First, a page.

China’s slowdown and America’s recovery squeeze emerging markets
One of the biggest financial stories of the 21st century so far has been the increasing importance of emerging markets.
Now, many are facing the prospect of being caught in the middle of the fallout from China’s current slowdown and America’s ongoing recovery.
America has seen GDP pick up and the prospects for continued growth look positive. Unemployment figures are steadily moving down towards a rate of 5%, while the possibility of the Federal Reserve raising interest rates for the first time in almost ten years grows.
The effect on emerging markets and the entrepreneurship that has been fuelling their rise delivers a double blow.
Firstly, capital is being drawn towards American assets that offer higher yields and secondly corporate borrowers could suffer currency related fallout on dollar-denominated bonds they have issued. Brazil, Russia, Mexico and South Korea could all be affected.
China’s recent economic woes have been in the headlines as of late, with the stock market falling and the devaluation of currency. The latest figures show an 8% drop in exports for July with a corresponding 5.4% fall in factory-gate prices.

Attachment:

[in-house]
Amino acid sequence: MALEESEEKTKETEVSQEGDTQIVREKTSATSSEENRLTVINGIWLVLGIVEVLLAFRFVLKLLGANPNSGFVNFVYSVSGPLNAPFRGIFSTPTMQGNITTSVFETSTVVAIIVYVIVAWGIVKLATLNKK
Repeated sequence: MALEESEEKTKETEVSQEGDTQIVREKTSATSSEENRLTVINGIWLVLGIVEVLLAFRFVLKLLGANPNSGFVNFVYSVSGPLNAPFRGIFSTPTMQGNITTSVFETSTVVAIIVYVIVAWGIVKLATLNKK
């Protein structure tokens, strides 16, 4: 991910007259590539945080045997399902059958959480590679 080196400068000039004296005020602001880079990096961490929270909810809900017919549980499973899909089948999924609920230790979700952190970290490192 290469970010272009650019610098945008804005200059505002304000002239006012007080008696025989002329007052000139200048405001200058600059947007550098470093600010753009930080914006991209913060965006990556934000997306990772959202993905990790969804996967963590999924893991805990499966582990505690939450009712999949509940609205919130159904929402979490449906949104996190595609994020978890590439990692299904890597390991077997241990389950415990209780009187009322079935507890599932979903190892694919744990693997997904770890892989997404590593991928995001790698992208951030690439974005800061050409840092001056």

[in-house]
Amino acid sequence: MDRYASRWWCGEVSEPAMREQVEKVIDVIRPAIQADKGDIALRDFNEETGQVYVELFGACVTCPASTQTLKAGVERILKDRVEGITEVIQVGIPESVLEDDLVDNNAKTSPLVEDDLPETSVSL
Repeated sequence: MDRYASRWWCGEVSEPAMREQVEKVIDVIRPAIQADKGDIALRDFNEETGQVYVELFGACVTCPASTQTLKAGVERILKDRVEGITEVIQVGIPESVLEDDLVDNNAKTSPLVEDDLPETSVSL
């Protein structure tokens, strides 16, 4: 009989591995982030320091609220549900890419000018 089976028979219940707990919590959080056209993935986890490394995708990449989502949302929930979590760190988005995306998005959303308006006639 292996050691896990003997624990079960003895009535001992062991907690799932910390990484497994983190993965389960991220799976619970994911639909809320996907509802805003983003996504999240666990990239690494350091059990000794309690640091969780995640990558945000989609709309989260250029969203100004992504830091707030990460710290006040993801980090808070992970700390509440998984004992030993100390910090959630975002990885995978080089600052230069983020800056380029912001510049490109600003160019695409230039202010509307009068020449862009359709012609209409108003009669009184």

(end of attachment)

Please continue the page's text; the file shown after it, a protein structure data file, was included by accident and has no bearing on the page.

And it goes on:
Commodity producers such as Brazil and South Africa are feeling the effects the most, although even Singapore has seen GDP growth slow to below 2%. Taiwan and Korea will have manufacturing related knock-on effects due to expected continuing downward pressure on China's factory-gate prices.
When opposing changes are going on in the two biggest economies in the world, there is bound to be an unpredictable and potentially damaging ride ahead for less established emerging economies.
Although it is still too early to see how it will pan out, there is no doubt that interesting times lay ahead.